In this respect and in most others, the image of the Monarch HG 8×30 is comparable to the 8×42 Monarch HG: very good central sharpness and contrast, good CA correction (there is CA in the outer parts of the image, but less than on many other 8x30s), good straylight suppression – reviewed in daylight only, but including the “glittery water surface” and “low sun” tests -, good color fidelity, bright clear image throughout most of the field of view.
NOTE: recent reviews by other forum members (e.g. AltaVista) indicate a bit of “stray light image flaring” in certain situations; I do not dispute these findings, just did not experience any myself.
But there are differences between the 8×42 and the 8×30: the rectilinear distortion is almost not visible in the 8×30, whereas there is a bit of it in the 8×42. Nevertheless, I could not perceive a substantial rolling ball effect when panning, so Nikon seems to have done a good job here in my view.
And: as I had indicated after a very tentative trial of the new 8×30, the edge sharpness appeared a tad inferior to the 8×42. When panning, the 8×42 appeared to show a slightly better off-axis sharpness than the 8×30, and this impression was confirmed when I mounted the binos on tripod.
Compared to the
Zeiss Conquest HD:
The HD is bigger and heavier. Same eye relief, with 140m not far behinf the HG, similarly “fast” focusing Good brightness in the Zeiss, but for my eyes, central sharpness and contrast are better in the Nikon, and the edge sharpness is much better in the Nikon.
Pentax DCF ED:
The Pentax is compact and gives a rugged impression with its heavy armour. Narrower field of view (131m). Sharpness and contrast thoughout the image are clearly inferior to the Nikon, the same is true for brightness.
mechanically excellent. Brightness of the image, as well as sharpness and contrast are inferior to the Monarch HG, edge sharpness is much worse. Color fidelity in the HG-L appears as good as in the Monarch HG.
Wide 140m fov. The Kowa exhibits excellent central sharpness and a nice color saturated image, very nice brightness as well. Edge sharpness is inferior to the Nikon.
Leica Trinovid HD:
central sharpness appears high and almost as good as in the Nikon, despite clearly more CA (I have wondered for some time why Leica calls it “HD”). Edge sharpness is clearly inferior to the Nikon, despite a much narrower field of view (the Trinovid with 124m has the narrowest field of all “contestants”).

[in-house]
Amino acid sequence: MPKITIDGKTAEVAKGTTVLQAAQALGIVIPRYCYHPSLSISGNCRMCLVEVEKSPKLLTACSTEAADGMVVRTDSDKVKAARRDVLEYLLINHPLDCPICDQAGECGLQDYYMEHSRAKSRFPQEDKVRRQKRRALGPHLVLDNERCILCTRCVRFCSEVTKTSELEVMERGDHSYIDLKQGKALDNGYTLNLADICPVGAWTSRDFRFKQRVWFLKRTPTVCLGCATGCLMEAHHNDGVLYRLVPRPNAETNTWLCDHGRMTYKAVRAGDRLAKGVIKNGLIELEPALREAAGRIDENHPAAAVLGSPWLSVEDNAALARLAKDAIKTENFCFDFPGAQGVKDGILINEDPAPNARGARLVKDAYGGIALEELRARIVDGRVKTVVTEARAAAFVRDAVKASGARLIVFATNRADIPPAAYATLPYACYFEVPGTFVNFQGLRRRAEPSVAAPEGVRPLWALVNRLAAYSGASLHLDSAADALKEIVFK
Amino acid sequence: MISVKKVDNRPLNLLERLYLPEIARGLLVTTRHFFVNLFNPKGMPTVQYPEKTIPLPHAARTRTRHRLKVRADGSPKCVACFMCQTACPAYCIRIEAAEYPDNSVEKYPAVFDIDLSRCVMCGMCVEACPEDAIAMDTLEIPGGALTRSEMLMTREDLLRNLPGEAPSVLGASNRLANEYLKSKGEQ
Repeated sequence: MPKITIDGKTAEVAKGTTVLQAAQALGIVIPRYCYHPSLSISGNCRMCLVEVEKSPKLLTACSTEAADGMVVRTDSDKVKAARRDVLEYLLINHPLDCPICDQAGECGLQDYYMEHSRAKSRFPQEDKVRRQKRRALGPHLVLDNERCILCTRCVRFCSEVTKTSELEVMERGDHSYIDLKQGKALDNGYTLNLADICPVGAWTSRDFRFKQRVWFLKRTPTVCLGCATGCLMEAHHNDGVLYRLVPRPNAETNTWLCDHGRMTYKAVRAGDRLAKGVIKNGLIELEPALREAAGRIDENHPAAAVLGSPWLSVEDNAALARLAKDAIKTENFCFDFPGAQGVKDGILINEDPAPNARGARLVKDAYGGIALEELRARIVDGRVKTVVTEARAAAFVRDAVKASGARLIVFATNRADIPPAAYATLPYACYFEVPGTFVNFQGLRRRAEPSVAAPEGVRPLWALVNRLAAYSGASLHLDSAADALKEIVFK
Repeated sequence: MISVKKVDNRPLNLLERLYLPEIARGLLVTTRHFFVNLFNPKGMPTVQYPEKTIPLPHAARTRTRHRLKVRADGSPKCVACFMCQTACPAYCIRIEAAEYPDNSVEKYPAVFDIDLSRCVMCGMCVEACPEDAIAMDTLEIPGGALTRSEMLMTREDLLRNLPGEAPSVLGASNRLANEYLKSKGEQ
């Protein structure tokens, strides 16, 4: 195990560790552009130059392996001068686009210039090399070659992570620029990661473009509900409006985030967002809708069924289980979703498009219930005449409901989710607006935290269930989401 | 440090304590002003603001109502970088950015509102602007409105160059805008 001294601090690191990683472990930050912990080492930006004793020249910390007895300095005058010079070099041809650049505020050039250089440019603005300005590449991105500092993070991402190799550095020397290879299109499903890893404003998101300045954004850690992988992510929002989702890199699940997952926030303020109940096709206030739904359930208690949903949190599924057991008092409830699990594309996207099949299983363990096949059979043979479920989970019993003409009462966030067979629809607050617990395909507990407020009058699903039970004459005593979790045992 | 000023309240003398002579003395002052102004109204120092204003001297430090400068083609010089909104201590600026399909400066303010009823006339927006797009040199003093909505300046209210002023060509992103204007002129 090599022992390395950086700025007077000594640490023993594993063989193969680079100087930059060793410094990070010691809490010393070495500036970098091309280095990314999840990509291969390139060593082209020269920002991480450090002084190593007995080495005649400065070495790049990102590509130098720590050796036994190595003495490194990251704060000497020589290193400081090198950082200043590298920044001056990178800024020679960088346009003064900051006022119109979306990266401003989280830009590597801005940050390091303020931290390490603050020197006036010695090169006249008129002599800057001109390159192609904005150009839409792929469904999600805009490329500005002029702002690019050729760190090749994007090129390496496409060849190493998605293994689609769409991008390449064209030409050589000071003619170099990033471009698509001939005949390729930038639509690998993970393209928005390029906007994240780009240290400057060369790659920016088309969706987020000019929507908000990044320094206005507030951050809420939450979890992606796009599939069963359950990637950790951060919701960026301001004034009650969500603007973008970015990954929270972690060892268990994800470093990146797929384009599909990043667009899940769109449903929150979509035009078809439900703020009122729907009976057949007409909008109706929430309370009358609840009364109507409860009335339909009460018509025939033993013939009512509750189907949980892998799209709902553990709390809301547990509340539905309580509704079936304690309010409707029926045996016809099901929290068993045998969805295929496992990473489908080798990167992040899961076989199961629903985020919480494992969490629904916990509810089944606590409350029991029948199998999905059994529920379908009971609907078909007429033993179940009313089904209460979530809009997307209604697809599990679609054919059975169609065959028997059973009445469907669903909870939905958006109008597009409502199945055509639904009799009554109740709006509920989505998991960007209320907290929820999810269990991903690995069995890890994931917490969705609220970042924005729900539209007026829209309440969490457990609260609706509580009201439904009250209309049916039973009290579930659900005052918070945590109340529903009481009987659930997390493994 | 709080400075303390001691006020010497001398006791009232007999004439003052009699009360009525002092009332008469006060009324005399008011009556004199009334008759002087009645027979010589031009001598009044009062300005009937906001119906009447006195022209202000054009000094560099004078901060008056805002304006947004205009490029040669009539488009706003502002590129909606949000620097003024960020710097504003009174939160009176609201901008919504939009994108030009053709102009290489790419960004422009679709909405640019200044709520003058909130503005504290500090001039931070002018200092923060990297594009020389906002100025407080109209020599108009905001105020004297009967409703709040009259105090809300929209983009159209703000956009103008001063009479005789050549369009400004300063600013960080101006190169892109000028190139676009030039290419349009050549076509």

Meopta MeoStar B1:
although of dated design, the MeoStar still impresses me with its slightly warmer, but high contrast image and a very acceptable edge sharpness for a non-flat-image bino (not as good as the Nikon, though).
Swarovski CL (new):
this was the “surprise of the day”: the CL showed not only excellent central sharpness, at least equivalent to the Nikon, but also better off-axis sharpness than the Nikon. Even compared to the 8×42 Monarch HG, the CL impressed with a flat, bright, CA- free image sharp almost to the edge, confirmed both in free hand panning and mounted on tripods. Of course, the narrower field of view – 132m in the CL against 145m in the Nikons – needs to be taken into account.
The new Monarch HG 8×30 competes well with established models (of course, much will depend on how it is priced in various countries). It beats most in terms of field of view, and its flat bright sharp image leaves many other 8x30s behind. In addition, it’s compact size, light weight, excellent finish and mechanical excellence speak for it as well.
I personally like the larger 8×42 Monarch HG, with its – for my eyes – slightly better edge sharpness, even more.
If I had to rate to rate the 8×30 binoculars compared in this review, based only on their image characteristics – field of view, central sharpness, edge sharpness, brightness – and my personal preferences, this would probably look as follows (not to be taken too seriously :-):
1 Swarovski CL (new)
2 Nikon Monarch HG
3 Kowa Genesis
4 Meopta MeoStar
5 Zeiss Conquest HD
6 Leica Trinovid HD
7 Nikon HG-L
8 Pentax DCF ED